She shrugged. Her features were incredibly fair and soft, the few times it was possible to get ourselves cleaned up. Death wasn't a job that suited her. Not too far in the future, she would find Sharpe's body. She had seen people burned to death by plasma, holes torn in them by pink needles, but she couldn't take the idea of someone doing it to himself. She cried for weeks afterwards at strange times, like eating, sleeping, or on patrol. Not sobbing, just tears streaming down her face. She never failed her psyche exam, though, so the romeo-echo-mike-foxtrots kept her on the line.

      But for now, she was just tired and covered in the blood of a dozen people.

      Together we stood outside and smoked, enjoying the spring morning.

      In too short a time, Sharpe poked his head out. "Chapman, Holiday. We need you."

      These days all I can think of is seeing him slumped against a wall, his own blood raining down on him, and Tameka's tears as she put down two Grunts from the side of a hill while under fire from Banshees.

      But at the moment Sharpe was just a poor, overrun man who kept asking me for help when I didn't want to give it.

      Tulane wasn't a hellhole, not like Paris IV or Miridem or that frozen meatgrinder called Pearl. Fighting on Tulane lasted three years, a record time during the Great War, but it was lax fighting. Neither side seemed to actually care. By and large, the Boss was an easy posting. Aside from the occasional rough patrol or the call to assist nearby engagements, we sat back, played cards, and lied about who we slept with, how many kills we had, and who we lied about sleeping with. It was a simple time.

      Thomaston wasn't a hellhole either. From the moment the Covenant put their strangely-shaped hooves on the ground to when they scorched that ground black with orbital lasers, they never paid much attention to it. Personally, I saw action not five hundred feet from the edge of an apartment complex and not even once did a plasma shot go anywhere near that place. Back at the Boss, we started telling lies about how, if you slept with a girl from Thomaston, you had a week of immunity.

      I couldn't tell you if Itana was a hellhole because I wasn't there, but I'm pretty sure it wasn't. If it had been, this many dead Marines would have just stayed there and kept fighting instead of ending up flooding the floor of the barracks -- my bunk -- in the Boss.

      Eventually the casualties coming into the Boss tapered off. The UNSC wasn't winning or turning the fight around or finally pounding back the alien tide. They had just cut off the amount of troops they were sending. We didn't know why until a few days later:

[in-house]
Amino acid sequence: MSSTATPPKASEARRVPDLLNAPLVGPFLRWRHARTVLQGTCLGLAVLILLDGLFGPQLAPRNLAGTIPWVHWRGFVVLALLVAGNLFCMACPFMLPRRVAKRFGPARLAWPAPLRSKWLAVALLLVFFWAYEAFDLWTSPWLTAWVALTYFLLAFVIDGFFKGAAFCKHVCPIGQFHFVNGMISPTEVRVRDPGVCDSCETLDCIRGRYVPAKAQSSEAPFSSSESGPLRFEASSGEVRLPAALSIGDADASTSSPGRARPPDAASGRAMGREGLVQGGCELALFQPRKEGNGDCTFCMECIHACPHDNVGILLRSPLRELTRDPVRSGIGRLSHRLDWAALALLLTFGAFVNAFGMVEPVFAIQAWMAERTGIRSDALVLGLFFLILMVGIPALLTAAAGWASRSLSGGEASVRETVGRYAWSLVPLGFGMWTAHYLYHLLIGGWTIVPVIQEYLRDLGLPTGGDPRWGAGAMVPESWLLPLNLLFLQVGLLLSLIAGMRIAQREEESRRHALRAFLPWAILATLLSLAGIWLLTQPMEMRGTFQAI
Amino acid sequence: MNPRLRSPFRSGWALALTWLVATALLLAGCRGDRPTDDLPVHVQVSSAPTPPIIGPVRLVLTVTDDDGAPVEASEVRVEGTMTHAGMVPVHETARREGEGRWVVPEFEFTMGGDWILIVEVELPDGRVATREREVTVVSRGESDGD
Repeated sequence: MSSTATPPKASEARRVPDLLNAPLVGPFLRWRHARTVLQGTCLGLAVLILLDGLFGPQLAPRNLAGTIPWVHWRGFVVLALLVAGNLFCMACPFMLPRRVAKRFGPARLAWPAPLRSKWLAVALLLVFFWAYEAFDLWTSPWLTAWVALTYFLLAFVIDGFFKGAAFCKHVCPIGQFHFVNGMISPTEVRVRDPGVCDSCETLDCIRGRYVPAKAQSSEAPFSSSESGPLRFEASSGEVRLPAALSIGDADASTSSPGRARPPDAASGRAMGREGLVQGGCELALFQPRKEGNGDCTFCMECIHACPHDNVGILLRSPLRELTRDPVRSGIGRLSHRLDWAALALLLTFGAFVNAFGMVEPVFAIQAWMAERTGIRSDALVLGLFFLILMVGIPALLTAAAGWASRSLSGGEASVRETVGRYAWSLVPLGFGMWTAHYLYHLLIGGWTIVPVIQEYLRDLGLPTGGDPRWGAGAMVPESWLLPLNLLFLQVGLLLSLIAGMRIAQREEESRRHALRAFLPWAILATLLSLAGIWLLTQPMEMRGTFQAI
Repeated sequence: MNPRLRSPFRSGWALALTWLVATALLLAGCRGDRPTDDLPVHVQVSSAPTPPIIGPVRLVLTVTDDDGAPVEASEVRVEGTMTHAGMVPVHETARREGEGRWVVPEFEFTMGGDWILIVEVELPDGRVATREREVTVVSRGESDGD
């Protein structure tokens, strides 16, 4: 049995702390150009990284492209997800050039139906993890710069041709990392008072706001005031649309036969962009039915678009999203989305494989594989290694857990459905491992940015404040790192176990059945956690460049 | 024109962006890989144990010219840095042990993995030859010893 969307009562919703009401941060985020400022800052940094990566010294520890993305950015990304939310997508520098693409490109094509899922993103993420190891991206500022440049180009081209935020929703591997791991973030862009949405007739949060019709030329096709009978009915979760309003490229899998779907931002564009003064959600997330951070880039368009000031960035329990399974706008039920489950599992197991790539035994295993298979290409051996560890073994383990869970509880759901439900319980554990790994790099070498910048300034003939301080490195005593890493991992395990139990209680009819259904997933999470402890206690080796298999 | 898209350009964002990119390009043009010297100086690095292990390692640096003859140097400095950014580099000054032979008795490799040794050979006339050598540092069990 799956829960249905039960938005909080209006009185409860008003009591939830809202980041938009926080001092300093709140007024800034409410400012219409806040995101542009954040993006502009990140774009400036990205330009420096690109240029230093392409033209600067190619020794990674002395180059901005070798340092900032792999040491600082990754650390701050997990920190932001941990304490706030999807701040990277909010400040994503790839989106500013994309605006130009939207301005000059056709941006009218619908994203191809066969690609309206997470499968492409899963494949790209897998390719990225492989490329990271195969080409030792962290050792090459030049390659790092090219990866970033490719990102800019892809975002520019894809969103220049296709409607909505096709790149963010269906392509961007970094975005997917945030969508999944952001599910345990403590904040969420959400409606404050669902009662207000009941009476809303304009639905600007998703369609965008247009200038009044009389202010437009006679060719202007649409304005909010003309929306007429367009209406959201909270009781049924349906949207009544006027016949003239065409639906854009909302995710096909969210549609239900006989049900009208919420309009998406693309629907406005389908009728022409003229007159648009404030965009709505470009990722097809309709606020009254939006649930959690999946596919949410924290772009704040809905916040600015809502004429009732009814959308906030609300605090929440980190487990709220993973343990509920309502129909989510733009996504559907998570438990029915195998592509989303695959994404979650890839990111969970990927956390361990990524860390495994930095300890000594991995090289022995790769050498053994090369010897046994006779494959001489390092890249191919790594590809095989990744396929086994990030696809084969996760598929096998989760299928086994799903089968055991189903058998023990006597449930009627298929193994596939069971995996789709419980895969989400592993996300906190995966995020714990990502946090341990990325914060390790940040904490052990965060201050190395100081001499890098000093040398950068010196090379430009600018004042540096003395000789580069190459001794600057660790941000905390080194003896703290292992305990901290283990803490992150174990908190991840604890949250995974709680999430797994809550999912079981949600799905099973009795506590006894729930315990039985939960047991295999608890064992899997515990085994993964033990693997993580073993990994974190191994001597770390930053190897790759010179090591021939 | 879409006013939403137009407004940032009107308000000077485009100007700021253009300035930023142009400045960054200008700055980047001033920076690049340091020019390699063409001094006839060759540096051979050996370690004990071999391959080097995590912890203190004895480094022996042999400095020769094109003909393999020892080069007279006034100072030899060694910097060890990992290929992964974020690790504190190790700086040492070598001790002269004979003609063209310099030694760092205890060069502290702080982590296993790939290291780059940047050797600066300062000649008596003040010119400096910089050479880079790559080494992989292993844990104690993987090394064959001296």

During sunset on the slowest casualty day we had seen in a while, six of us were sitting outside and just staring at the dwindling light. Tameka still had the smears of blood on her face from days -- weeks, however long it was -- before. Sharpe was there, taking a rare break, but he had a haunted look in his eyes. It lasted for a week and two days before he finally had the most at-peace look I had ever seen. To this day it hasn't been surpassed.

      The three others, Myles Burnett and Warren Langley and Israel Bowen, sat facing to the northeast, helmets on, visors down. The rest of us didn't care; we figured they were just disappointed. The guns had fallen silent in Itana.

      I dumped my cigarette and was about to say, "I'm gonna catch some rack time," when the sky lit up. It was blinding, but it was also reflecting off the ground and the base and the sky itself. We all cried out and tried to shield our eyes, but it was too late. For a while we stood around rubbing our eyes, trying to clear the spots. When we finally recovered our wits enough, we turned around.

      A mushroom cloud rose up over the horizon, about fourteen kilometers away. It still roiled with flame, but the worst of it was over. A tremor rocked the ground and a stiff wind blew over us, almost knocked us over. At the time we didn't realize it was the shockwave.

      On the ground, Israel nodded, tears streaming down the faces of him and his two buddies. "Better than fuckin' fireworks," he said. They were blind for two days.

      Tameka ran a hand through her fine, blood-clotted black hair. Sharpe just stared. At my feet, Israel giggled and groped for his hip flask. "Well," he said, raising it to his face. "Here's to oncoming winter."

      It was March, 2550, on Tulane. In early April, Sharpe killed himself, and Tameka didn't stop crying until June, but she didn't fail any of her psyche exams. She stayed on the line.

      It was an early winter that year